1] Scrap the customer visit. But be ready, there will be a backlash. Colleagues will feel undermined. And that reaction reveals the underlying issue – culture change. Scrapping the customer visit is a loud, visible warning shot across the bows of all internal, process-oriented organizations. It signals your belief that the real voice of the customer is of paramount importance and must be clearly heard. It's a big move and an opportunity to move the culture in the right direction if the next recommendations are implemented.

2] But do get out from behind the desk. Most of you are living a life utterly disconnected from that of those making, delivering, buying or consuming your product. Insist on making their voices heard. Insights come from developing deep understanding, appreciation and empathy. So, make it a part of your schedule. Make time to visit real customers without in-firm, in-country support. Organize authentic spontaneous visits using your own contacts. Genchi Genbutsu, or go and see, is part of the Toyota Way. When there is a challenge to be addressed or a problem to be solved at the company, it is simply inconceivable that leaders would not go to the source where the work is done to find the facts they need to make sound decisions and build consensus to achieve their goals.

3] When you are behind your desk, use your time well. Rupert Soames, the CEO who led the turnaround of British temporary energy provider, Aggreko, has described how thanks to the company's customer feedback system that had been implemented, he benefited from reaching out by phone, "whenever he had a moment" to 15-20 unhappy customers. When doing something like this, make sure to convey clearly that these learnings and insights inform your perspective in executive team decision-making.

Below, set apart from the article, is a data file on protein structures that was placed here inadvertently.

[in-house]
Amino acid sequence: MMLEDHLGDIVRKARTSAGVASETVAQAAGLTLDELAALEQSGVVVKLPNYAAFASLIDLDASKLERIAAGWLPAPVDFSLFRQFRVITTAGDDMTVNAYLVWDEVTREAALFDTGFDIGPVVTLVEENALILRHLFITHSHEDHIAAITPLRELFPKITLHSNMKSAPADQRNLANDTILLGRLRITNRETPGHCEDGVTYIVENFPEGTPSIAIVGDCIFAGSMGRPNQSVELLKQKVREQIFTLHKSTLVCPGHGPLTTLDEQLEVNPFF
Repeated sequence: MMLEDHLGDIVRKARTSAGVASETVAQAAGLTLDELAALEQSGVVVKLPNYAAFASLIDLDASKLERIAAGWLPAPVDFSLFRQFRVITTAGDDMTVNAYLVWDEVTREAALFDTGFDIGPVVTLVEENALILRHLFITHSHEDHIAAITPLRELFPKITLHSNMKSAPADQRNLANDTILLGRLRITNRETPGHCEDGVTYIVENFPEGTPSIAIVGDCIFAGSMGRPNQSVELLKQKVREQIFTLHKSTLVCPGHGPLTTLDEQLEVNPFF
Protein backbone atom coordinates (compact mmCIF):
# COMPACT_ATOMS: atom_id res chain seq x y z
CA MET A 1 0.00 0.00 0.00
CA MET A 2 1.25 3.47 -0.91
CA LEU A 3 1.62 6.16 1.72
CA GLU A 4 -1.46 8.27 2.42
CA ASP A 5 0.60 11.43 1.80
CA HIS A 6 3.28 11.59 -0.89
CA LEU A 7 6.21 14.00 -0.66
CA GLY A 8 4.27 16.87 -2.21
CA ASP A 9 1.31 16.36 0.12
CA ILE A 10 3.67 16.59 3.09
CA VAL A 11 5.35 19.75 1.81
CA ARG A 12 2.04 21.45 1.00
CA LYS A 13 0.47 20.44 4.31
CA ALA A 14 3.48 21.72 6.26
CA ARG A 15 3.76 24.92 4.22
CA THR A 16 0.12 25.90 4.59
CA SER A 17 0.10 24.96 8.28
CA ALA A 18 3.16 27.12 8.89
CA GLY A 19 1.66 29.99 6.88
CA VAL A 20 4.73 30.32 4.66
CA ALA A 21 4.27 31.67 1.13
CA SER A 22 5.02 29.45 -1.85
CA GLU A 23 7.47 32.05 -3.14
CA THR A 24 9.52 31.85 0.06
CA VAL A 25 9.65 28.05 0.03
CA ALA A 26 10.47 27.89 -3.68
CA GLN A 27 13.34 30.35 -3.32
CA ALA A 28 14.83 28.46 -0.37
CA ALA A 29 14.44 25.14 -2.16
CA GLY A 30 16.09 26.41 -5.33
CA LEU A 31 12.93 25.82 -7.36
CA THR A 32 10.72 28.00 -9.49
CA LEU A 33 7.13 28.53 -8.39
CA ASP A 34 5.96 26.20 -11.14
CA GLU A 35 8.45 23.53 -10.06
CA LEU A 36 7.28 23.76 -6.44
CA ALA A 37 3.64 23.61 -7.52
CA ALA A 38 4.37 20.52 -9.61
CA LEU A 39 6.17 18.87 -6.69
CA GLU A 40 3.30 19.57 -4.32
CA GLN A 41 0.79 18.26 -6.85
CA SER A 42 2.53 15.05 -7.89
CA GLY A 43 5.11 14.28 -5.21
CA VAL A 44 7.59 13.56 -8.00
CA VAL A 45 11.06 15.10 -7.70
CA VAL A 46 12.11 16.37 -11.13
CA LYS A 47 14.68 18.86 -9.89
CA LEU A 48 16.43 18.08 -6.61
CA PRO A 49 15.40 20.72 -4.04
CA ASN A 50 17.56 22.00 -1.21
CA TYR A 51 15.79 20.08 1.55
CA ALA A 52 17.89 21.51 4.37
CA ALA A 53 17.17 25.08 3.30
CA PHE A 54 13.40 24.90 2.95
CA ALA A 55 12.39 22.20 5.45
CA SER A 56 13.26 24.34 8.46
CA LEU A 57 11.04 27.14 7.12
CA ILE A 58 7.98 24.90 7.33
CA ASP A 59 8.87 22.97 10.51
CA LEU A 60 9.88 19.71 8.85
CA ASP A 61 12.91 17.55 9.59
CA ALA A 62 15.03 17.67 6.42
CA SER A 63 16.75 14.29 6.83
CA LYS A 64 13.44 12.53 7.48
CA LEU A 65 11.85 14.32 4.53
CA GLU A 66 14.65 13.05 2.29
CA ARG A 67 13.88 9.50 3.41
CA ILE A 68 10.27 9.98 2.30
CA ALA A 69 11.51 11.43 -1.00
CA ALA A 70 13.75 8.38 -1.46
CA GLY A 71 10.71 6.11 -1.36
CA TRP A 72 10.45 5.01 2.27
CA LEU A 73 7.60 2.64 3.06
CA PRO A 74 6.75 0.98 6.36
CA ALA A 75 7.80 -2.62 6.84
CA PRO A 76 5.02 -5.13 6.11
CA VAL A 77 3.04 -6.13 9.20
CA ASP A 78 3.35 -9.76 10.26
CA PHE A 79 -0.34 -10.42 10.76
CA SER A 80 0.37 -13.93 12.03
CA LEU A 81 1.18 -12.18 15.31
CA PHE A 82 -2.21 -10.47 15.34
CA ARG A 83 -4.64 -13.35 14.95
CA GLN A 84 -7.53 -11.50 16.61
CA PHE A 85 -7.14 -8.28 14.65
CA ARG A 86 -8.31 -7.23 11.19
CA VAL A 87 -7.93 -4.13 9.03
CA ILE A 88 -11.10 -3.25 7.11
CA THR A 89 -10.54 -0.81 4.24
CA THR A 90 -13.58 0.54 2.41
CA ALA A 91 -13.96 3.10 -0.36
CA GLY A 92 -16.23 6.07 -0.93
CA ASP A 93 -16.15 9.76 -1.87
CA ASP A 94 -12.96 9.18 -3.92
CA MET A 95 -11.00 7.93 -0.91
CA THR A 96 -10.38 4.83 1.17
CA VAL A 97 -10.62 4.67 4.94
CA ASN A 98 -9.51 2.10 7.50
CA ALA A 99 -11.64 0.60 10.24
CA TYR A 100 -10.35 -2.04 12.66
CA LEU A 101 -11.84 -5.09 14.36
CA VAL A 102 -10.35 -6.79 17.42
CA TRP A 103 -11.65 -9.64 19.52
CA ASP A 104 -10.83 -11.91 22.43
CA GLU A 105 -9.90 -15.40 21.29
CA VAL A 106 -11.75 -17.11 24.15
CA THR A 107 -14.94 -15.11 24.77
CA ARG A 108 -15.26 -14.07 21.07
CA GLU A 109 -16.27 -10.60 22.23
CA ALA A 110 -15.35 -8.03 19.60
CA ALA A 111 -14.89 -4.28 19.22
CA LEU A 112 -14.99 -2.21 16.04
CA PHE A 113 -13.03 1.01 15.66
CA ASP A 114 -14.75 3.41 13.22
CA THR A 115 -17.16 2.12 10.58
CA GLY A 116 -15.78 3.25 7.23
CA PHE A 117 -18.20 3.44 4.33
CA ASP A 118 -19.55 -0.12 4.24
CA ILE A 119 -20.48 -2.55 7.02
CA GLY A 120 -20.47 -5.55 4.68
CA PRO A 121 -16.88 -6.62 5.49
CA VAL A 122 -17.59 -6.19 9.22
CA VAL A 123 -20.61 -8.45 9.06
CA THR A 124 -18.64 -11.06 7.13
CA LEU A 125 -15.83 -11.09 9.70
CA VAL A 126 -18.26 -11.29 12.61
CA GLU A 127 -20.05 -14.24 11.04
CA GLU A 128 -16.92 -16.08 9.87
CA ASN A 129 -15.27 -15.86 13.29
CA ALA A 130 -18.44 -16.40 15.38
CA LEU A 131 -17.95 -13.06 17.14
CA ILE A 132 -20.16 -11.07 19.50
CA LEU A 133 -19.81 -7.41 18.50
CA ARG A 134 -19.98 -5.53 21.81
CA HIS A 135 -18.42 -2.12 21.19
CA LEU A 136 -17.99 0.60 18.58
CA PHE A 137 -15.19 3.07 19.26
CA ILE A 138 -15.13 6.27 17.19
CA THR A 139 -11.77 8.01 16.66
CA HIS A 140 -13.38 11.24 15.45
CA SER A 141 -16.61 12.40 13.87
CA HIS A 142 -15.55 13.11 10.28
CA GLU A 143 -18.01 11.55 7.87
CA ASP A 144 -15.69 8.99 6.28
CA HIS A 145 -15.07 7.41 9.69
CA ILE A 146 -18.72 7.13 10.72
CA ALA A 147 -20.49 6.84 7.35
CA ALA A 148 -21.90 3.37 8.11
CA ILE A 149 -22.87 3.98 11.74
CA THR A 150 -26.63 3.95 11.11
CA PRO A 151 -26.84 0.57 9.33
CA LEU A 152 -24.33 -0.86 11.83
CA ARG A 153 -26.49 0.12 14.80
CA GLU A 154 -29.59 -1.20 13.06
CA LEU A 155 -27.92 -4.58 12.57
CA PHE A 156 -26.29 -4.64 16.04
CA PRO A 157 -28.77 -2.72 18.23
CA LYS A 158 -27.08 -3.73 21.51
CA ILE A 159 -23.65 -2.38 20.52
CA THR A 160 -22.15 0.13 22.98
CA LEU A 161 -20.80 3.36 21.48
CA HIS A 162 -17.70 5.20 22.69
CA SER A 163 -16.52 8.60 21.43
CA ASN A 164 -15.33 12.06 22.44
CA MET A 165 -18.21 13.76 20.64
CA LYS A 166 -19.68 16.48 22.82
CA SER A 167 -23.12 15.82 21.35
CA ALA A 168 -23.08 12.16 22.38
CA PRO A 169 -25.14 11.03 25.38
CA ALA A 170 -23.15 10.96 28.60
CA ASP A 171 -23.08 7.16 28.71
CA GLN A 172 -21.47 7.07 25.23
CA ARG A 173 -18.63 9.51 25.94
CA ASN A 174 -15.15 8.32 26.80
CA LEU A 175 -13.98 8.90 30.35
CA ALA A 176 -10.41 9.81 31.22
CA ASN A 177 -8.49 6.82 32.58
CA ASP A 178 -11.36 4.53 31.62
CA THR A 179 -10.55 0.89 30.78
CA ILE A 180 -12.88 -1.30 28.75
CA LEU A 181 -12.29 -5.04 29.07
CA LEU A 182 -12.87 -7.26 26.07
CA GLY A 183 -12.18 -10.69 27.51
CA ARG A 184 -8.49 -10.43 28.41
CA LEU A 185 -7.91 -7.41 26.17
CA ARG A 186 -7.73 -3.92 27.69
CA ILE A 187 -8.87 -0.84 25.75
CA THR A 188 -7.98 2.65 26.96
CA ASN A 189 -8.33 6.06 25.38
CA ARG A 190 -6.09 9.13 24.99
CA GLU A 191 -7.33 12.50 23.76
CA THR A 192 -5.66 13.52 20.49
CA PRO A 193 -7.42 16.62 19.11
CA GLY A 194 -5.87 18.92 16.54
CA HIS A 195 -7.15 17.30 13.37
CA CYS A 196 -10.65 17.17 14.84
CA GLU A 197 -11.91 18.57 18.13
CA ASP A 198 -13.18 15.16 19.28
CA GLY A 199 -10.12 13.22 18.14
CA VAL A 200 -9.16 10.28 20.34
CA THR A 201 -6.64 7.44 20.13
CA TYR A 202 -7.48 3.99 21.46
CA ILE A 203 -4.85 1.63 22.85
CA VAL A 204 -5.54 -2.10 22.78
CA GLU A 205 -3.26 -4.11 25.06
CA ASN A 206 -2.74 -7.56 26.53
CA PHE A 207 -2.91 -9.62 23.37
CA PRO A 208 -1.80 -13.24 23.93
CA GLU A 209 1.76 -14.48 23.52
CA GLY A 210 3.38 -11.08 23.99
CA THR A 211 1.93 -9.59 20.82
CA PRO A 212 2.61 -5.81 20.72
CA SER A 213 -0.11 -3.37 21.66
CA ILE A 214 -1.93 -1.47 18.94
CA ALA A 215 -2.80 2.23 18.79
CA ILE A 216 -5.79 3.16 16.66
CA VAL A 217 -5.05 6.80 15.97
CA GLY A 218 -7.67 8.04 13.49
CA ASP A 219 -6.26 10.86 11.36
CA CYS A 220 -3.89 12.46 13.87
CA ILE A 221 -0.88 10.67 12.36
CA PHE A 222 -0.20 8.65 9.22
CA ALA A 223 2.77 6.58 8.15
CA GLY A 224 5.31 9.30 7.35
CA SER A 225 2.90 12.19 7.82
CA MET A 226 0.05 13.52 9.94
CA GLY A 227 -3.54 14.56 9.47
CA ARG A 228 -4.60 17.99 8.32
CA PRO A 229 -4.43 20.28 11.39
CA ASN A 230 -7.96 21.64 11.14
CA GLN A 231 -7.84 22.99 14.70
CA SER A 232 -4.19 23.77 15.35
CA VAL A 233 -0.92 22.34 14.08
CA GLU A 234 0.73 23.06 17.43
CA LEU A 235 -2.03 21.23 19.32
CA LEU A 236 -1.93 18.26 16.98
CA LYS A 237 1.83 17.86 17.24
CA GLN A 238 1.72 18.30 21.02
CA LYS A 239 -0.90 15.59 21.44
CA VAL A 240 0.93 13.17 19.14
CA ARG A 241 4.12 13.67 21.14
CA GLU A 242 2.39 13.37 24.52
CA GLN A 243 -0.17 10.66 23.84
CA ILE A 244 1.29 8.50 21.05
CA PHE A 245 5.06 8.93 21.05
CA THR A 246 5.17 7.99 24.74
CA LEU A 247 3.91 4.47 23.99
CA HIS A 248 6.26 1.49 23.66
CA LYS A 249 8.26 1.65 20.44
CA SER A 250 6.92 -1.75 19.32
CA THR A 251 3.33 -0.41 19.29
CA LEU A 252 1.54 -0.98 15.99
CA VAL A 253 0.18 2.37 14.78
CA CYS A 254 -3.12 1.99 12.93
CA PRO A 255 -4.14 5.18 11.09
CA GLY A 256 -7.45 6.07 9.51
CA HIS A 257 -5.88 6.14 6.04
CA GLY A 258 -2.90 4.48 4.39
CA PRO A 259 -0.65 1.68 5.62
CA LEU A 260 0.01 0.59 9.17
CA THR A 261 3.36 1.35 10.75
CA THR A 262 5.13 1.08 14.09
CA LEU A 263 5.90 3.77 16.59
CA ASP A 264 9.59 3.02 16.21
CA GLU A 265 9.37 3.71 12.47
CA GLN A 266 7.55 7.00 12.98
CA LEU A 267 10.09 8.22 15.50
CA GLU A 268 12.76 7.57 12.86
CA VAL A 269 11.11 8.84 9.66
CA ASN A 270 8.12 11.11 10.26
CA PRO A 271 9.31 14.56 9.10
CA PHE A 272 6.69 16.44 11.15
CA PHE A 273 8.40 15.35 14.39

4] Re-examine your promotion and hiring criteria and processes. Across the board, irrespective of function, do your employees reveal a genuine interest in customer's lives, challenges, interests and values? Are they passionate about improving the customer's lot? In the end you want colleagues around you who care, who want to get at the truth, and who want to create the conditions for winning customer preference every day.

Customers remain deeply skeptical about the intentions of companies they buy from. There is therefore an opportunity to win in the market place by being the obvious choice for customers. You cannot get there without the voice of the customer informing decision making up and down your organization. It does work – but it is hard to achieve and current practices are getting in the way. Intervene! Scrap the visits, influence values, behaviors and beliefs. Be a customer-led CEO.

Seán Meehan is the Martin Hilti Professor of Marketing and Change Management at IMD. He directs the Breakthrough Program for Senior Executives (BPSE), which caters to a carefully selected group of senior executives searching for game-changing moves in their business through high-impact strategy and leadership.